For the first time since the closure: A truckload of cucumbers left Gaza for sale in the West Bank

This marks the first time that goods from Gaza are being sold in the West Bank since July 2007. Photo: Gisha

This marks the first time that goods from Gaza are being sold in the West Bank since June 2007. Photo: Gisha

November 6, 2014. After more than seven years in which Gaza residents were prevented from selling their goods in the West Bank, a truck carrying 10 tons of cucumbers, which are to be sold in Hebron, left this morning for the West Bank via Kerem Shalom crossing.

This marks the first time that goods from Gaza are being sold in the West Bank since June 2007, when Israel imposed a blanket ban on the marketing of goods from Gaza to the West Bank and Israel. The effect of the ban on Gaza’s economy has been extensive. Before the closure, about 85% of the goods leaving Gaza were sold in Israel and the West Bank. On the eve of the closure, a monthly average of 1,064 trucks exited Gaza; the monthly average in 2014 was less than 1% of this figure at only 10 trucks per month. Gaza farmers now believe that should the marketing process be made straightforward and clear, they will be able to sell up to 30% of their production, between 100 and 150 trucks per month, to markets in the West Bank.

Permitting the marketing of goods from Gaza to the West Bank is a welcome development that, hopefully, will not stop at agricultural products but will include other commodities as well as access to markets both in the West Bank and Israel.  “The ability of Gaza’s manufacturing sector to access its natural markets in the West Bank and Israel is vital for reviving the economy in Gaza,” said Gisha Executive Director Eitan Diamond. “It’s common knowledge that the closure policy failed and that reconstruction is an imperative. We hope that there will not be a recurrence of the actions of this week, in which the crossings between Israel and Gaza were again closed as a punitive measure. The ability to lead a normal life is not a prize, but a necessity, and not only for Palestinian residents of Gaza, but for the region as a whole”.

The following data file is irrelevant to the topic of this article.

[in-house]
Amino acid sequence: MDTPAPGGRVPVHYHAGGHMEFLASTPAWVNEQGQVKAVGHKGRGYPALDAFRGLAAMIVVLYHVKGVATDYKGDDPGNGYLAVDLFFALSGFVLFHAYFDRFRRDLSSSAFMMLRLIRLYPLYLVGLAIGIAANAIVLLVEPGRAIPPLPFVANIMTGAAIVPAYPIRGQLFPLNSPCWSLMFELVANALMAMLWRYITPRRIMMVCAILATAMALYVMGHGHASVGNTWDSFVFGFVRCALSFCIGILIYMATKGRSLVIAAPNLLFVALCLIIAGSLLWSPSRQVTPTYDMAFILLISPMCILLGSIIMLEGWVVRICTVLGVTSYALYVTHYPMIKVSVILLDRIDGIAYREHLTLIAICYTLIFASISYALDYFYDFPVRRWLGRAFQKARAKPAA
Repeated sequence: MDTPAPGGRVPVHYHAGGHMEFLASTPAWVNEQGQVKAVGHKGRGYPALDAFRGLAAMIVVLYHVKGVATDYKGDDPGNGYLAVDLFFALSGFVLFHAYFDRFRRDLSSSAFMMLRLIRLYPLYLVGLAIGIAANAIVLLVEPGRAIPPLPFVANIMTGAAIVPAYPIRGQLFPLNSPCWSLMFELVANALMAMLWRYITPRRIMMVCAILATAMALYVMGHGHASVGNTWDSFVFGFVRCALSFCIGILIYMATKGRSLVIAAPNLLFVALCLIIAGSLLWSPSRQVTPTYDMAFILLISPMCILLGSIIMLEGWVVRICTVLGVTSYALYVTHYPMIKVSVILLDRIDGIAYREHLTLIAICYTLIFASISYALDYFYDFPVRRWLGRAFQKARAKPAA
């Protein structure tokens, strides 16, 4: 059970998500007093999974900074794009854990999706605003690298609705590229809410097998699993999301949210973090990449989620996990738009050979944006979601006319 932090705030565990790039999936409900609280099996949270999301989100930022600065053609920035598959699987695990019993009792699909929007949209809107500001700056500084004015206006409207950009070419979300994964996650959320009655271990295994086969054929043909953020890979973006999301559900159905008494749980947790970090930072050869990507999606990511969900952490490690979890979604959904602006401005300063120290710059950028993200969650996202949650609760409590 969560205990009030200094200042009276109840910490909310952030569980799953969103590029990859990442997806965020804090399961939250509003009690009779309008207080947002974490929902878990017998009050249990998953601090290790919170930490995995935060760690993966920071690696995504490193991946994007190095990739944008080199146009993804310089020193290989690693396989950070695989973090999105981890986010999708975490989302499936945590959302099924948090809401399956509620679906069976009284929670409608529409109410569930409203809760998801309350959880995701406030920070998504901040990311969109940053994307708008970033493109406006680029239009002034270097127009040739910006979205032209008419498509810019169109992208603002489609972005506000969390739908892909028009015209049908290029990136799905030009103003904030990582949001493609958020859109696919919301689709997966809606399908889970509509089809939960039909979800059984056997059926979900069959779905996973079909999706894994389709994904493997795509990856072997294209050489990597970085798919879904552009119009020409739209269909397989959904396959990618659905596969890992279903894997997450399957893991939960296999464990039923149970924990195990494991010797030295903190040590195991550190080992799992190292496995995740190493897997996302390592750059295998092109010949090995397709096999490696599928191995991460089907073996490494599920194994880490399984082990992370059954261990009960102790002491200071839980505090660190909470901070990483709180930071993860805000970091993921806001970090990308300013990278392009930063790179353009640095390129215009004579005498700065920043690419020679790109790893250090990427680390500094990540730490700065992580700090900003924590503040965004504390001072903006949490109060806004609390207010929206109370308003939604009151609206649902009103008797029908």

The political and military echelons in Israel have ostensibly recognized the importance of economic renewal following Operation Protective Edge. Israel’s defense minister and chief of staff said after the operation that rebuilding the Gaza Strip is an Israeli interest. In the words of the chief of staff: “Peace also depends on the continued aim of creating economic hope there [in Gaza]”. Greater access will be key to making the rhetoric a reality.

Two weeks ago, there was a failed attempt to transfer a shipment of dates and sweet potatoes from the Gaza Strip due to lack of clarity regarding the procedures for packaging the goods and how to load the trucks. The cost of the aborted attempt for farmers reached tens of thousands of dollars per truck. Also, profits that farmer Abed Al Rauf Abu Safar will reap from his cucumbers today are minimal, but he explains that, “Hopefully this will open the way for others. All the other traders are watching to see if this works so that they can begin marketing their own goods in the West Bank too. There are still problematic restrictions for us, such as the requirement on pallet height, but hopefully this will change in the future and will make the transfer of goods more economically viable”.